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Mamata tries to revitalise Trinamul, pits black money against ‘cut money’

'I want Trinamul to turn itself around and become a model political outfit,' she said

By Devadeep Purohit in Calcutta

  • Published 22.07.19, 2:43 AM
  • Updated 22.07.19, 7:56 AM
Mamata Banerjee at the Martyrs’ Day rally in Calcutta on Sunday.
Mamata Banerjee at the Martyrs’ Day rally in Calcutta on Sunday. Picture by Gautam Bose

Mamata Banerjee said on Sunday that the Trinamul Congress would turn itself around and become a model political force, implying the need for revitalisation and signalling a resolve to reconnect with the masses.

“I want Trinamul to turn itself around and become a model political outfit,” Mamata said midway through her annual Martyrs’ Day speech, delivered at a time a perception has been gathering that the Lok Sabha results have transformed the BJP into a formidable force in Bengal.

“Politics can’t be done sitting at home. You have to hit the streets, which will show you the path,” Mamata told her supporters, before announcing she would start visiting the districts soon.

The objective of the message appeared to be to energise the party workers and prepare them for the next rounds of the battle — the civic elections next year and the Assembly polls the year after.

Every year, Mamata uses the July 21 rally — which commemorates the 13 Youth Congress supporters killed in police firing in 1993 — to send political messages and set targets for her party.

Last year, she had set the party the target of winning all the 42 Lok Sabha seats in the state, but the poll results dealt a heavy blow to Trinamul, which could bag only 22 seats.

With 18 Lok Sabha seats and leads in over 120 of the 294 Assembly segments in the state, the BJP emerged as the main Opposition and its leaders have begun eyeing the seat of power in Bengal.

Mamata sought to lift the morale of the party workers who are reeling under the Lok Sabha poll outcome, a slew of defections and the clamour for the refund of “cut money”.

“They have got only 18 seats, not 42. They didn’t even get the majority,” Mamata said, trying to drive home the point that the battle for Bengal was far from over.

Her 66-minute address was longer than her usual 45 minutes but she requested the audience to hear her out. “It’s very hot today. It’s 12.45 now; I will leave you by 1.45. Don’t go before I tell you a few things,” the chief minister told the crowd before delivering her first major public address after the election results were declared on May 23.

Mamata went on to tick all the boxes that a political leader aiming for a turnaround would.

Crowd count: Mamata started by seeking to dispel the notion that the turnout was lower than previous years’. “I was coming by Red Road and saw 2 to 3 lakh people there who couldn’t enter this venue. It was like a meeting being held at the Brigade,” Mamata said.

Later, Bengal BJP president Dilip Ghosh said: “It (the Trinamul rally) was a mega flop show. The turnout was dismally low in comparison to previous years. The turnout and the tone of the chief minister’s address suggest theirs is a lost cause.”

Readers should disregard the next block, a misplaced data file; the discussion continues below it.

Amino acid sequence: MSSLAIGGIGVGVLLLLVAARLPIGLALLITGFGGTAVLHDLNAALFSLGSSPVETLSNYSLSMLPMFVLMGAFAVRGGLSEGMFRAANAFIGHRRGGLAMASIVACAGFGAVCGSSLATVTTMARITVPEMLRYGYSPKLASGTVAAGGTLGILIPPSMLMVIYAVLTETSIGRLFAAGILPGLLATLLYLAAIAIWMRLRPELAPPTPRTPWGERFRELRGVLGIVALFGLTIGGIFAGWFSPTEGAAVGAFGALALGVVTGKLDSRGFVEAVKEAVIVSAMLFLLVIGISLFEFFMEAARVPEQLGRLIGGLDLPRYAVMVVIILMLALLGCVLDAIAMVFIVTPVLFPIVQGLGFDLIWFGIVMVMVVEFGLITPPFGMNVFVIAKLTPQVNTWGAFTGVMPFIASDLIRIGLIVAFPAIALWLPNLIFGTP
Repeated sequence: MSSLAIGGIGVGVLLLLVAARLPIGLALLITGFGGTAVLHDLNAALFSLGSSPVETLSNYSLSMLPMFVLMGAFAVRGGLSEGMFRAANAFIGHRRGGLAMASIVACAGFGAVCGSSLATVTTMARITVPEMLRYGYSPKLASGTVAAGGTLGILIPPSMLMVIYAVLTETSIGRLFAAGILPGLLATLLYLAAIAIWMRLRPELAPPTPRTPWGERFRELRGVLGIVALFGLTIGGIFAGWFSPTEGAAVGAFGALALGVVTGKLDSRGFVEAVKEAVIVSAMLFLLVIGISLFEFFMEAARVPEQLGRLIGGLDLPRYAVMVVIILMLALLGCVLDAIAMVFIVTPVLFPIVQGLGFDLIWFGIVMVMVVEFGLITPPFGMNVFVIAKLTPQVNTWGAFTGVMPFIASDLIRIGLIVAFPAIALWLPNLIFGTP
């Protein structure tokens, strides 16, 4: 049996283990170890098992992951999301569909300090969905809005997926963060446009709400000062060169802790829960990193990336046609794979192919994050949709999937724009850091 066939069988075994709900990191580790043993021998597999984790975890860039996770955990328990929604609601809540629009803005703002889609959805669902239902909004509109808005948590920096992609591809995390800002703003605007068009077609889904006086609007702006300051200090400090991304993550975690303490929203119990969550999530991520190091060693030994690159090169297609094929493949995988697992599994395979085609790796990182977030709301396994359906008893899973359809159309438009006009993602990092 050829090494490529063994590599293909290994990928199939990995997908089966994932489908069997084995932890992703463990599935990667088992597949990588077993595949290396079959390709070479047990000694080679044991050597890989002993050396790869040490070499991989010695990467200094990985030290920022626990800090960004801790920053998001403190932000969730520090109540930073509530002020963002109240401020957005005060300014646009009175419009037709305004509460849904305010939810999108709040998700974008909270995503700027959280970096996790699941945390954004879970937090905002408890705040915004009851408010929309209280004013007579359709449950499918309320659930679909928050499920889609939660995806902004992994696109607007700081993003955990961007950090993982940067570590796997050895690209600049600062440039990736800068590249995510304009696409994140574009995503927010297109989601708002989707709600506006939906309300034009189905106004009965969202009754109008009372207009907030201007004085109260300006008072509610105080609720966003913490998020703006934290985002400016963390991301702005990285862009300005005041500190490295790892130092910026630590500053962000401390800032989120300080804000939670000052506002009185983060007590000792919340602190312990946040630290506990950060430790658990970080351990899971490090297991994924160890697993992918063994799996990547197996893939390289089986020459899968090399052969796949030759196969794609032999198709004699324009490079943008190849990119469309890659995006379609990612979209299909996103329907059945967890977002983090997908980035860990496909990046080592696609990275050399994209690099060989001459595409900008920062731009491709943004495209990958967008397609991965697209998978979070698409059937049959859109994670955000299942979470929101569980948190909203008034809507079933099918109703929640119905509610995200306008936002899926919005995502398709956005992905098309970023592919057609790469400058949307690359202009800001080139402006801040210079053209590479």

General election: The poll outcome — through the abuse and misuse of the electronic voting machines (EVMs), CRPF and the Election Commission — in Bengal meant very little, she said.

“They bagged a few seats but didn’t get a majority,” she said, trying to reassure her supporters that Trinamul was firmly in control in the state. “What fight did the BJP put up? Who are they? No one in Bengal knows them. Haven’t even heard their names…. Except that RSS goons are doing the dirty work through schools,” she said.

Ballots: She aired her doubts about the EVMs and demanded a return to paper ballots.

“The Lok Sabha election in 2019 is a mystery, not history. We don’t want EVMs. We want the ballot box to be brought back,” she said, adding that civic and other elections in Bengal would be held through paper ballots.

Alone: She said Trinamul could take on the BJP on its own. “I want to tell the Congress and the CPM that we don’t need your support. You fight your battle with the BJP; we’ll fight ours,” she said, targeting suggestions she was hoping for a grand alliance against the BJP.

Strife: Mamata tried to explain the pitfalls of voting for the BJP, using the continuing strife in Bhatpara to elaborate. “What’s happening in Bhatpara? Schools are closed for two months. We have been in power for eight years: has anything like this happened?” she asked.

Black money: Mamata created a narrative to counter the clamour for the refund of “cut money” and urged her supporters to confront the BJP on black money.

“We are telling the BJP, ‘First return the black money you used in the elections. Where did you get the money for a five-star party office, for the huge campaign arrangements and transport? Return the black money and cut money — all that you have taken till now — and used for winning elections’,” she said.

Power grab: Mamata reminded her audience that the BJP was taking control of the Assemblies in multiple states using unfair means. “What’s the desperation behind the attempts to pull down governments in Karnataka, Goa, Rajasthan and MP?” she asked.

Horse-trading: Defections in favour of the BJP also featured in her address as she narrated the story of an MLA who was allegedly offered Rs 2 crore and a petrol pump agency to switch sides.

“Money will come and go, the people will stay,” she said before criticising the BJP’s alleged attempts at horse-trading.

Recipe: Finally, she rolled out the recipe for a turnaround by asking Trinamul functionaries to reach out to people and strengthen the booth-level organisation.

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